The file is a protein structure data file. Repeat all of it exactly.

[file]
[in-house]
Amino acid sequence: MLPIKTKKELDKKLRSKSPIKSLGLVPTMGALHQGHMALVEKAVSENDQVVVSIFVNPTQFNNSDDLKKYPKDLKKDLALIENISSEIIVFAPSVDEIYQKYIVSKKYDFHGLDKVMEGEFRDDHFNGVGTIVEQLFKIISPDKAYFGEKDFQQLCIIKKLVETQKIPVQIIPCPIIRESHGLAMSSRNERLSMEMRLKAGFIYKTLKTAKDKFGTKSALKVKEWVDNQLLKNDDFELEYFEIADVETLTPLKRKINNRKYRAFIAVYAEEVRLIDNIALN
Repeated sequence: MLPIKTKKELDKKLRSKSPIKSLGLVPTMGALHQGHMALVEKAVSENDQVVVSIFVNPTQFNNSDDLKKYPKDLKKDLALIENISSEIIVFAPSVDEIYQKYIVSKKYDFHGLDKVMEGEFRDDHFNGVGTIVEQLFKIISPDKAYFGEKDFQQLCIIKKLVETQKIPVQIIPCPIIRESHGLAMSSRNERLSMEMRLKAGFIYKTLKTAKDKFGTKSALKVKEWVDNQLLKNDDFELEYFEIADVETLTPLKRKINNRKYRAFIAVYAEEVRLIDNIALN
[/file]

[in-house]
Amino acid sequence: MLPIKTKKELDKKLRSKSPIKSLGLVPTMGALHQGHMALVEKAVSENDQVVVSIFVNPTQFNNSDDLKKYPKDLKKDLALIENISSEIIVFAPSVDEIYQKYIVSKKYDFHGLDKVMEGEFRDDHFNGVGTIVEQLFKIISPDKAYFGEKDFQQLCIIKKLVETQKIPVQIIPCPIIRESHGLAMSSRNERLSMEMRLKAGFIYKTLKTAKDKFGTKSALKVKEWVDNQLLKNDDFELEYFEIADVETLTPLKRKINNRKYRAFIAVYAEEVRLIDNIALN
Repeated sequence: MLPIKTKKELDKKLRSKSPIKSLGLVPTMGALHQGHMALVEKAVSENDQVVVSIFVNPTQFNNSDDLKKYPKDLKKDLALIENISSEIIVFAPSVDEIYQKYIVSKKYDFHGLDKVMEGEFRDDHFNGVGTIVEQLFKIISPDKAYFGEKDFQQLCIIKKLVETQKIPVQIIPCPIIRESHGLAMSSRNERLSMEMRLKAGFIYKTLKTAKDKFGTKSALKVKEWVDNQLLKNDDFELEYFEIADVETLTPLKRKINNRKYRAFIAVYAEEVRLIDNIALN